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Israeli Satellite Functioning Well After First Day of Orbit

Ofek One, Israel’s first space satellite, has functioned flawlessly during its first 24 hours in orbit, the space agency reported Tuesday.

The 343-pound, octagonal-shaped satellite, manufactured in Israel, is circling the globe every 90 minutes.

Its telemetry, reporting back to a ground station, indicates that the solar energy collector panels and the high-tech instrumentation they power are operating perfectly.

Ofek — the word means Horizon — blasted off Monday morning and was hurled into space by an Israeli-made, three-stage Shavit rocket. The launching site was Palmachim beach, just south of Tel Aviv.

According to foreign news reports, the Shavit is based on the Jericho III solid-fuel rocket developed by Rafael, Israel’s weapons development authority.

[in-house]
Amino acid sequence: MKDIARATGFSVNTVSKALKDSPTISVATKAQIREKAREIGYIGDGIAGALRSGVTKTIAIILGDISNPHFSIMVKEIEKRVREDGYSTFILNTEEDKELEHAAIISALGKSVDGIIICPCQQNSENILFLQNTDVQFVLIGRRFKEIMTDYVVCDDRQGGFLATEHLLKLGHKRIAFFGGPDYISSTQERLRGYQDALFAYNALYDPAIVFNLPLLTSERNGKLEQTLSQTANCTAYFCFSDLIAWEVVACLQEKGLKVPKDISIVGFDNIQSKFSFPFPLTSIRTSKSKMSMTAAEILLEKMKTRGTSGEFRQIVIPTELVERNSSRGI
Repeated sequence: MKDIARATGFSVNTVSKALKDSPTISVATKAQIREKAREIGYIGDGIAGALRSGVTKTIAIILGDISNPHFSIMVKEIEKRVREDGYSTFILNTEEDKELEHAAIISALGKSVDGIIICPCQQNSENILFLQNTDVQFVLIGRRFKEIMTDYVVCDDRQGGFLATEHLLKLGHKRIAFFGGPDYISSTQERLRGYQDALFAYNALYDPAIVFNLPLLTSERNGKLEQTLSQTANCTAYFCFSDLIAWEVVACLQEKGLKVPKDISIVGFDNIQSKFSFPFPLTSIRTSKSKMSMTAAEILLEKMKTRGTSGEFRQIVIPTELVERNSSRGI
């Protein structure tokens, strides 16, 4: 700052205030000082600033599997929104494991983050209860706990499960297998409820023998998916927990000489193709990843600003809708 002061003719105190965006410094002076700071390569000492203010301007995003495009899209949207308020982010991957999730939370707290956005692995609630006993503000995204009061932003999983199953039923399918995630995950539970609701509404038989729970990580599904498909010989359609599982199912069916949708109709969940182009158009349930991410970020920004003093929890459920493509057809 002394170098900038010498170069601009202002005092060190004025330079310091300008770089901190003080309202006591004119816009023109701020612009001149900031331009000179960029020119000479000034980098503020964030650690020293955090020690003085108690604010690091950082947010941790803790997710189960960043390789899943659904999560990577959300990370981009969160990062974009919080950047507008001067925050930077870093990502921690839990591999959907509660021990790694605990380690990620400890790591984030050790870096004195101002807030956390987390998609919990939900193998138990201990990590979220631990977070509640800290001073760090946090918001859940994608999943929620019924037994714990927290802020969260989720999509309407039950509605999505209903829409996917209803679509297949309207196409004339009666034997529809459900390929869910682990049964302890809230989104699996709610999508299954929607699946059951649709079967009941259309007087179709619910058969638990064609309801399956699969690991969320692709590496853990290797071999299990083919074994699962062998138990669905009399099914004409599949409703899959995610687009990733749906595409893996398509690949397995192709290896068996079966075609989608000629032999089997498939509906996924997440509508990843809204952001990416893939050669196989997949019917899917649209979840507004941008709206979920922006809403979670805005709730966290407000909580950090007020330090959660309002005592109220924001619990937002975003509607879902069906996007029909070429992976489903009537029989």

The first stage plunged into the sea. The other two stages will continue in low orbit until they are burned out by atmospheric friction.

Ofek is believed to be the only space satellite travelling from east to west. It was launched in that direction to make sure the first stage fell into the sea and to avoid debris dropping on any neighboring country.

But some have insisted it was because Hebrew is written from right to left, unlike most alphabets.

The successful launch made Israel the eighth country in the world capable of sending an object into orbit. The Soviet Union launched the first satellite, Sputnik, in 1957, followed by the United States a year later.

Other members of the “Space Club,” in order of entry, are Japan, France, China, Britain and India. Brazil is expected to become the ninth member, after Israel.

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